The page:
My oncologist. I never expected to use these words in daily speech, along with breast cancer and mastectomy. After a routine mammogram recently set my life spinning, I found my language had shifted, as had my perception of what really mattered. I made a quick life review and felt deep thanksgiving at all I had. I also fell into the arms of God and the support of people who loved me.

The Message labels today’s verses “You’re Not in the Driver’s Seat.” Cancer reminds us of that fact, as do failure, broken relationships, job loss, and myriad other aspects of human life.

Jesus calls ordinary people to be his disciples, and by the time of today’s scripture conversations, those chosen ones must be feeling pretty good. Sure, Jesus is “in the driver’s seat,” but they have witnessed healings and been instruments of healing themselves. They’ve been commissioned to “proclaim the good news, ‘The kingdom of heaven has come near’ ” (Matt. 10:7). Sometimes Jesus says things that confuse them, but he walks on water and feeds five thousand.

When Jesus explains how his earthly story will end, the disciples balk. “God forbid it, Lord! This must never happen to you,” says Peter. Jesus responds, “You have no idea how God works” (the message).

Jesus asks us to set our mind on “divine things.” How do we lift ourselves above the human and find the divine? I suggest we keep our eyes on Jesus, heed his example and words, and remember that we are not in the driver’s seat. No matter what life throws our way, trust God.

Gracious God, I am along for the ride and trust in you to guide me, wherever life takes me. Help me get out of the way so you can work in me. May I keep my mind set on your divine ways. Amen.

Pray the Scriptures Using Audio Lectio
Read Matthew 16:21-28

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Lectionary Week
August 24–30, 2020
Scripture Overview

Moses has fled Egypt and is living in the desert, where God calls him to return and free the Israelites. Moses resists, but God does not relent. In many of the Psalms, the psalmist reviews God’s record of faithfulness. Psalm 105 is no different and highlights the calling of Moses. In Romans, Paul addresses practical ethical concerns. How should we treat those who treat us poorly? We should never repay evil for evil, but instead should bless those who harm us. This goes against our natural instincts, yet the gospel is countercultural and calls us to a higher standard. In Matthew, Peter has just had a tremendous moment in declaring his faith in Christ. Now he stumbles in failing to understand that Jesus’ path to glory will pass through suffering.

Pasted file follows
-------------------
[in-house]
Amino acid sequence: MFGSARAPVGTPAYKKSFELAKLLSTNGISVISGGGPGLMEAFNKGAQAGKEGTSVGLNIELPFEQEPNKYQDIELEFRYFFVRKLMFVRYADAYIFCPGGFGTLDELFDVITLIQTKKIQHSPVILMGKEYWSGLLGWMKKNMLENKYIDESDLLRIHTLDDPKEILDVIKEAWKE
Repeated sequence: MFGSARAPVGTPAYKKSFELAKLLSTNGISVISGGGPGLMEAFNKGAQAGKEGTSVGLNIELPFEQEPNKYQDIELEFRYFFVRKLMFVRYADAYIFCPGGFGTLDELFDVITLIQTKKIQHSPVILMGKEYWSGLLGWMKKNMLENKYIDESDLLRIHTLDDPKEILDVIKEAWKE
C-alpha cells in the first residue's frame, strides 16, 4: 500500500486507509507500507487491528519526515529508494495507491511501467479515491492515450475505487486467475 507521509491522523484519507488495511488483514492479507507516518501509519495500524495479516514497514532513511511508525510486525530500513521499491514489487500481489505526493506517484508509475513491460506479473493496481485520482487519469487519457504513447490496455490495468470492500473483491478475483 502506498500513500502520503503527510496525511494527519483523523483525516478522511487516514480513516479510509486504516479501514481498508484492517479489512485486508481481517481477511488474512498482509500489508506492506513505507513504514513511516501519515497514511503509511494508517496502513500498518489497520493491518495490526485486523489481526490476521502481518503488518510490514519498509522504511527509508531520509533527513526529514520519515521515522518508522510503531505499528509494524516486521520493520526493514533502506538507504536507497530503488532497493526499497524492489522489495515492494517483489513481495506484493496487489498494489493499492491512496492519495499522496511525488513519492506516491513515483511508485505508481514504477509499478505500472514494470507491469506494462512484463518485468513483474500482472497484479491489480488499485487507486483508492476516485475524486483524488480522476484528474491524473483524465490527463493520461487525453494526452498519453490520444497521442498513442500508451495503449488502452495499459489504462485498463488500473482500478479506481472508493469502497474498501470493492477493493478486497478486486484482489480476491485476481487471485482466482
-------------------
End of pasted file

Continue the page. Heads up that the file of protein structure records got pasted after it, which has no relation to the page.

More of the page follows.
Questions and Suggestions for Reflection

Read Exodus 3:1-15. What sacred encounter might have been your burning bush? How did you know God’s presence was with you in the encounter?
Read Psalm 105:1-6, 23-26, 45b. How does obedience to God shape your life? Recall an instance where your obedience to God’s call or teachings made a difference.
Read Romans 12:9-21. When has working toward a common goal helped you better love your family, friends, or community?
Read Matthew 16:21-28. When have you had to trust God and accept that you “have no idea how God works”? How did your trust help you through the situation?

Respond by posting a prayer.

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